This aid has historically been used as a political lever. Following the Rabaa and Nahda Square massacres in Cairo in 2013, at which at least 800 supporters of deposed president Mohamed Morsi were killed in clashes with Egyptian security forces, the administration of then-President Barack Obama withheld deliveries of fighter jets, helicopters, tanks and missiles.

Since then however, the Trump administration has backed down in its standoff with Egypt. In July, the US State Department announced the release of $195 million in suspended aid, despite the Egyptian government refusing to address US concerns about Egypt’s crackdown on civil society and increasing military co-operation with North Korea. “Strengthened security co-operation is important to US national security,” the State Department said. “Secretary [Mike] Pompeo determined that releasing these funds is important to supporting these needs and continuing to improve our partnership with Egypt.”

Recently, the US president has shown his sensitivity to the possibility of diminished reliance on American weapons. After journalist Jamal Khashoggi was murdered by a Saudi security team in the kingdom’s Istanbul consulate in October, Donald Trump faced pressure to sanction Saudi Arabia, which relies on American munitions for its war against Houthi rebels in Yemen.

Mr Trump argued however that the US would lose jobs by cancelling defence contracts with the kingdom, while Saudi Arabia would look elsewhere. “If we foolishly cancel these contracts, Russia and China would be the enormous beneficiaries – and very happy to acquire all of this newfound business,” he said on November 20.

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Analysts warn there is a price associated with diversifying weapons suppliers however. Military effectiveness is enhanced by standardisation of weapons, training and spare parts. “Egypt's extremely diverse arsenal, therefore, imposes significant constraints on its military,” reads a report by US intelligence company Stratfor. “Its air defence forces, for instance, operate surface-to-air missile batteries that originate from the United States, Russia, France and now Germany. All the batteries are widely different platforms, making it exceedingly difficult to train forces in the same service across the various equipment.”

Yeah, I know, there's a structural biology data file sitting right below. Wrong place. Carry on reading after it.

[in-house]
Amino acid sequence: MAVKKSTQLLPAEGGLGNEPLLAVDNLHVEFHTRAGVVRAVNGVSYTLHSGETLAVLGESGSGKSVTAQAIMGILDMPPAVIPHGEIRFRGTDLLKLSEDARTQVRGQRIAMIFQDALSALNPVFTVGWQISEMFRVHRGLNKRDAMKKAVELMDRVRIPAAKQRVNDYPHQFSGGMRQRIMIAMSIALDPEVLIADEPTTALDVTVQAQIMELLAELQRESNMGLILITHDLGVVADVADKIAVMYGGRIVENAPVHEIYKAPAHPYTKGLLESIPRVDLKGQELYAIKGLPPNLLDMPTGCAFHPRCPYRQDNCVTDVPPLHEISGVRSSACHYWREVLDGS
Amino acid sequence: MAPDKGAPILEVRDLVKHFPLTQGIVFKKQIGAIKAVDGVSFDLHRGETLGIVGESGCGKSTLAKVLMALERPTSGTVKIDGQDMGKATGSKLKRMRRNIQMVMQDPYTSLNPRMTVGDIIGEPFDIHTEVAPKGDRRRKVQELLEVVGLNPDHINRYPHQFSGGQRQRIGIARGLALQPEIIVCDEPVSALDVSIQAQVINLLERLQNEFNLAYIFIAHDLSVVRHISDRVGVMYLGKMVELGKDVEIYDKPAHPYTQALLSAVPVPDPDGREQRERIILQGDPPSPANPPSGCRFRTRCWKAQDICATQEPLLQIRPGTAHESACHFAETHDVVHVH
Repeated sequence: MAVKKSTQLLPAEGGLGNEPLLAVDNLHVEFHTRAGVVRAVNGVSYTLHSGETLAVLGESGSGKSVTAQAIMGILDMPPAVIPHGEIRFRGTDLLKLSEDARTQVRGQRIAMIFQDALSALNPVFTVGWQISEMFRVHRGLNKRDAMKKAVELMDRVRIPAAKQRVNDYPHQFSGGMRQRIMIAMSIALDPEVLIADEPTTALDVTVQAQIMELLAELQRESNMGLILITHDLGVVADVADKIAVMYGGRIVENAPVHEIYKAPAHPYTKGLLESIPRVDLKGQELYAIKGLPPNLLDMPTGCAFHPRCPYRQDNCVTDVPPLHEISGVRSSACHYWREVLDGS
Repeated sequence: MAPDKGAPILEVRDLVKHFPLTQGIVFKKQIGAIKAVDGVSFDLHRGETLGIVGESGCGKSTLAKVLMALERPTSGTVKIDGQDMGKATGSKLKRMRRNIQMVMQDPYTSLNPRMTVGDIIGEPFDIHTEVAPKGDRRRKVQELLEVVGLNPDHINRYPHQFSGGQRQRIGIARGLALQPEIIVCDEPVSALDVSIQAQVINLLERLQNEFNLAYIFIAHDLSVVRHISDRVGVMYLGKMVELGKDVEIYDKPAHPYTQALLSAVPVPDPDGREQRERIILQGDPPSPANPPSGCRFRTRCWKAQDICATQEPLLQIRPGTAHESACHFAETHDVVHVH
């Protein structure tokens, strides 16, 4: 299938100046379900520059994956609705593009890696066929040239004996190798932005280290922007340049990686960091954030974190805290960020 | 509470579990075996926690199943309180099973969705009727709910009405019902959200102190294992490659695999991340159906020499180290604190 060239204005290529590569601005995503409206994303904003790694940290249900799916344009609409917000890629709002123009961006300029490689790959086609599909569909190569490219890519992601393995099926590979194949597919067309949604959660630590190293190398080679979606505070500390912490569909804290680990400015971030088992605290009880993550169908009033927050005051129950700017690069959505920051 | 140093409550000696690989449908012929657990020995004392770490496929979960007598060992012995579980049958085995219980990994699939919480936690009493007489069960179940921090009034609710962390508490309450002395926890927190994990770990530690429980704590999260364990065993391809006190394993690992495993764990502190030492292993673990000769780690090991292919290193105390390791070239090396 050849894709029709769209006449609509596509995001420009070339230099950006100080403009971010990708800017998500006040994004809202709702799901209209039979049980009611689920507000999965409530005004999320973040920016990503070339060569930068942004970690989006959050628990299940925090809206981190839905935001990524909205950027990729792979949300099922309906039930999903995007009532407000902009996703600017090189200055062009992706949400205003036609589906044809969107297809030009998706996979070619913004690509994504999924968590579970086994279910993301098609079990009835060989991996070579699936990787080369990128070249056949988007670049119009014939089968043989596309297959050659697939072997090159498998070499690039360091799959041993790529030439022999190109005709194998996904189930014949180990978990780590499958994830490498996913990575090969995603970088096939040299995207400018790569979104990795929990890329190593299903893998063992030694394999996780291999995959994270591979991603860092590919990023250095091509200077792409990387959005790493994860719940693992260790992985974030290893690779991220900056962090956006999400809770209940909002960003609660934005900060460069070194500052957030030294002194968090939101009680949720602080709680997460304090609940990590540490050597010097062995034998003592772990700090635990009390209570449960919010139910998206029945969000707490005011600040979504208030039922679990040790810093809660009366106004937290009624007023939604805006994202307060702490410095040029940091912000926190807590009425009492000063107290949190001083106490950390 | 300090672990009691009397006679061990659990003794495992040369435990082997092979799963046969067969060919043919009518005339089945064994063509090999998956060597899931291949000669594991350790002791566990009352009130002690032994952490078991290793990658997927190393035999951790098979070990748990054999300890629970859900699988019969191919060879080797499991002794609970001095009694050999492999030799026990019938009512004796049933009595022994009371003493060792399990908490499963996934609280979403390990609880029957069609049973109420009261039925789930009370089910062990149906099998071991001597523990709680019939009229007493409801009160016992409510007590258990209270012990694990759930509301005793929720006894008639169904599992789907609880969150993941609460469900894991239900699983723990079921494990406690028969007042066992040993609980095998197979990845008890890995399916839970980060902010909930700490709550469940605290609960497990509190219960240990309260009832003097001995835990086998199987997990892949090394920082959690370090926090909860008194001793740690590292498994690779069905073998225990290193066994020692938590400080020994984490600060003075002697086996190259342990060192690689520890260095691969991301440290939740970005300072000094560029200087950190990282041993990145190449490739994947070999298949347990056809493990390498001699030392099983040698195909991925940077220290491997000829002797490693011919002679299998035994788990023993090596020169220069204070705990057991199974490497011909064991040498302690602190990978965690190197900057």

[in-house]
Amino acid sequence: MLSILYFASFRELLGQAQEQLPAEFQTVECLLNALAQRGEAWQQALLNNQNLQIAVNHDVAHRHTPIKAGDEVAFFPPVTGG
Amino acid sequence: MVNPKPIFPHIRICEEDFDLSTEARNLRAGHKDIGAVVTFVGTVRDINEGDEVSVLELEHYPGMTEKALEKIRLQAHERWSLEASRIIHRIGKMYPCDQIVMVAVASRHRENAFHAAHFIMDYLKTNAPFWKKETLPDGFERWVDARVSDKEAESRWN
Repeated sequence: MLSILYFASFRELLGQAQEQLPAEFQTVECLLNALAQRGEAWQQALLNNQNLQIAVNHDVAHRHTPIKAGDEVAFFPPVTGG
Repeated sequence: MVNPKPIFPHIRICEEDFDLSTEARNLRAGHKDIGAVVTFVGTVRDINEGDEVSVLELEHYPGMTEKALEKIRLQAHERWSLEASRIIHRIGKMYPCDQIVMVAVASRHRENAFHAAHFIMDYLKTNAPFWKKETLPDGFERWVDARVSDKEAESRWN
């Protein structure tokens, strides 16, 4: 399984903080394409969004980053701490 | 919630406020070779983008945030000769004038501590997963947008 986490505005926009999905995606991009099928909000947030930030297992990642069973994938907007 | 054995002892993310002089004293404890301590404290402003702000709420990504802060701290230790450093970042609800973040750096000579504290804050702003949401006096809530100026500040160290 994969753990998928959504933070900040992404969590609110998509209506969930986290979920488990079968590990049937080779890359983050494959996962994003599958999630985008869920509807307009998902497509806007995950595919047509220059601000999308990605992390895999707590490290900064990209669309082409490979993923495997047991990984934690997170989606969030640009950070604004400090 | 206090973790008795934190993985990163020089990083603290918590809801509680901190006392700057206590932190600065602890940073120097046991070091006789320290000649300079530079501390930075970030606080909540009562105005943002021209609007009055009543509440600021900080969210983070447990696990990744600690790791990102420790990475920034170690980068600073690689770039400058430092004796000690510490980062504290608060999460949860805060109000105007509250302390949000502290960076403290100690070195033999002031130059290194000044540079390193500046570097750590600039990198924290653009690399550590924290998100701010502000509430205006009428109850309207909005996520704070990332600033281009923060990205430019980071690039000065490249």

France meanwhile has shown an interest in increasing weapons sales to the north African nation, with French Defence Minister Florence Parly attending the expo opening ceremony alongside Mr El Sisi.

In July, Ms Parly said France was looking to decrease reliance on US approval for French arms exports, after Washington withheld clearance for an American component on the French Scalp cruise missile, which blocked the sale of additional Rafale fighter jets to Egypt.

An Egyptian military spokesman announced a memorandum of understanding with French naval defence company Naval Group to provide maintenance to French vessels operated by the Egyptian navy, while French Dassault Aviation has been contracted to provide technical support and spare parts for Rafale jet fighters recently purchased by Egypt.

A visitor holds a weapon at the Italian stand at the Egypt Defence Expo, in Cairo, December 5, 2018. Reuters
A visitor holds a weapon at the Italian stand at the Egypt Defence Expo, in Cairo, December 5, 2018. Reuters

Italian firms at the defence expo appeared unconcerned by ongoing diplomatic tensions between Cairo and Rome over the unresolved murder of Italian student Giulio Regeni, who Italian authorities believe was tortured and killed by Egyptian security officials in 2016.

Despite angry voices back home, Italian firearms manufacturer Beretta presented its wares, while Italian Fincantieri Group exhibited mock-ups of its FREMM Bergamini frigate and corvette ships. During the expo, Italy’s Leonardo company signed a deal with the Egyptian air defence to supply advanced radars.

A UAE pavilion at the expo hosted officials from the Tawazun Economic Council and the Emirates Defence Companies Council (EDCC). The UAE pavilion represented “an opportunity to promote made in UAE defence and security productions”, said Sultan Al Samahi, the acting director general of the EDCC.

Egypt plans to make the expo a biannual event and hopes to grow it into the largest in the Middle East.